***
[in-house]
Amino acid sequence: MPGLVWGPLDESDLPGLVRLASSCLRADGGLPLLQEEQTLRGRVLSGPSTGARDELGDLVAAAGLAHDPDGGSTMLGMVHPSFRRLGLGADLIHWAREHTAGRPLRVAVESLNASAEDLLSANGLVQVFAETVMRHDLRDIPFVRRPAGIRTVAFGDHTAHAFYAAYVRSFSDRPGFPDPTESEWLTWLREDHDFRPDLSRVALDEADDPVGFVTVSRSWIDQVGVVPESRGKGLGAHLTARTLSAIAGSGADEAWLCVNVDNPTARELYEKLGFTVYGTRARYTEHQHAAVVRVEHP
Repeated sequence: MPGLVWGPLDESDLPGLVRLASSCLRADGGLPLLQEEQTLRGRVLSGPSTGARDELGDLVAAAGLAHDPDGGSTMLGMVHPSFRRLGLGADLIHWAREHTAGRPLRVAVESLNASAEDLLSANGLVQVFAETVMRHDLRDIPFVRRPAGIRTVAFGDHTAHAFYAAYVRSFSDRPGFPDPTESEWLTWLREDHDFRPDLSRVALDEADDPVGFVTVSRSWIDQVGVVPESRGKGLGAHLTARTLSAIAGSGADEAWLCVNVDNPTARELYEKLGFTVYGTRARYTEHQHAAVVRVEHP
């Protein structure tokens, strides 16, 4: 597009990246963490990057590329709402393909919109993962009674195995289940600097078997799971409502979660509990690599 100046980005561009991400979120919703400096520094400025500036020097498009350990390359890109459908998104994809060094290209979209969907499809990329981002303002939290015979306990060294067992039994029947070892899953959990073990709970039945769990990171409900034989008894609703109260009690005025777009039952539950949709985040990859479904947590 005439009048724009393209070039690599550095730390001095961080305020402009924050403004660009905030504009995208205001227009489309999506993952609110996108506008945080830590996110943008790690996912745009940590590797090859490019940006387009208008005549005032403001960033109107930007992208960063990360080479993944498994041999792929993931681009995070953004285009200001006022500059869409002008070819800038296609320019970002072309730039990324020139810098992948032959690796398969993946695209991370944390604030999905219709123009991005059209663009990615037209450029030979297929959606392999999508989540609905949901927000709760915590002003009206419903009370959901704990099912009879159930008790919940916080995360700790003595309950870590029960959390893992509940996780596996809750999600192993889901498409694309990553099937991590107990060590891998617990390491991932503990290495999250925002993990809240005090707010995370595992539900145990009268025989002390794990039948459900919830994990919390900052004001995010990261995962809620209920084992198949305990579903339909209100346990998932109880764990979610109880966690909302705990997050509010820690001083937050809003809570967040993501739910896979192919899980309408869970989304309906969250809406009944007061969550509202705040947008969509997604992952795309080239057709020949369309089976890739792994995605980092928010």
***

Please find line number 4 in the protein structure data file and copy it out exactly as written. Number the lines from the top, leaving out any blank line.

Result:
């Protein structure tokens, strides 16, 4: 597009990246963490990057590329709402393909919109993962009674195995289940600097078997799971409502979660509990690599 100046980005561009991400979120919703400096520094400025500036020097498009350990390359890109459908998104994809060094290209979209969907499809990329981002303002939290015979306990060294067992039994029947070892899953959990073990709970039945769990990171409900034989008894609703109260009690005025777009039952539950949709985040990859479904947590 005439009048724009393209070039690599550095730390001095961080305020402009924050403004660009905030504009995208205001227009489309999506993952609110996108506008945080830590996110943008790690996912745009940590590797090859490019940006387009208008005549005032403001960033109107930007992208960063990360080479993944498994041999792929993931681009995070953004285009200001006022500059869409002008070819800038296609320019970002072309730039990324020139810098992948032959690796398969993946695209991370944390604030999905219709123009991005059209663009990615037209450029030979297929959606392999999508989540609905949901927000709760915590002003009206419903009370959901704990099912009879159930008790919940916080995360700790003595309950870590029960959390893992509940996780596996809750999600192993889901498409694309990553099937991590107990060590891998617990390491991932503990290495999250925002993990809240005090707010995370595992539900145990009268025989002390794990039948459900919830994990919390900052004001995010990261995962809620209920084992198949305990579903339909209100346990998932109880764990979610109880966690909302705990997050509010820690001083937050809003809570967040993501739910896979192919899980309408869970989304309906969250809406009944007061969550509202705040947008969509997604992952795309080239057709020949369309089976890739792994995605980092928010």